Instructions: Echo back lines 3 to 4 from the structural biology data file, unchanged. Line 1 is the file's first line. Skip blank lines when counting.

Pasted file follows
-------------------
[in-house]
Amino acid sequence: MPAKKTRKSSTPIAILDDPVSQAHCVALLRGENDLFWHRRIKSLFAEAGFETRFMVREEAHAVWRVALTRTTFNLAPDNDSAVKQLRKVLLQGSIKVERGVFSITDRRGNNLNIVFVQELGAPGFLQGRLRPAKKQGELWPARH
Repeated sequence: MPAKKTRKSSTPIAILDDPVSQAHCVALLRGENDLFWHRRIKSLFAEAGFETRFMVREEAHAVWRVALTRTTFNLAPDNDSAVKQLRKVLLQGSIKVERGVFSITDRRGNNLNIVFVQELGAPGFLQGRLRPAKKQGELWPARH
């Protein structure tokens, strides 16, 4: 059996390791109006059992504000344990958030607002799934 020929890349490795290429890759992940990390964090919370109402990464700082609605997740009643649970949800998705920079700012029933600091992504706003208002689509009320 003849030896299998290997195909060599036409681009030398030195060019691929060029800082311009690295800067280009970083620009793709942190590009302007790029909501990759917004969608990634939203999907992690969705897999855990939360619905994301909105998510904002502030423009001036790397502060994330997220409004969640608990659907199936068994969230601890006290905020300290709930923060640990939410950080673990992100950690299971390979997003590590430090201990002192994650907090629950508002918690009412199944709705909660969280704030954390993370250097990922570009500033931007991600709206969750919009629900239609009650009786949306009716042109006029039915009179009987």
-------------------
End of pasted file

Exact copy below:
Repeated sequence: MPAKKTRKSSTPIAILDDPVSQAHCVALLRGENDLFWHRRIKSLFAEAGFETRFMVREEAHAVWRVALTRTTFNLAPDNDSAVKQLRKVLLQGSIKVERGVFSITDRRGNNLNIVFVQELGAPGFLQGRLRPAKKQGELWPARH
């Protein structure tokens, strides 16, 4: 059996390791109006059992504000344990958030607002799934 020929890349490795290429890759992940990390964090919370109402990464700082609605997740009643649970949800998705920079700012029933600091992504706003208002689509009320 003849030896299998290997195909060599036409681009030398030195060019691929060029800082311009690295800067280009970083620009793709942190590009302007790029909501990759917004969608990634939203999907992690969705897999855990939360619905994301909105998510904002502030423009001036790397502060994330997220409004969640608990659907199936068994969230601890006290905020300290709930923060640990939410950080673990992100950690299971390979997003590590430090201990002192994650907090629950508002918690009412199944709705909660969280704030954390993370250097990922570009500033931007991600709206969750919009629900239609009650009786949306009716042109006029039915009179009987």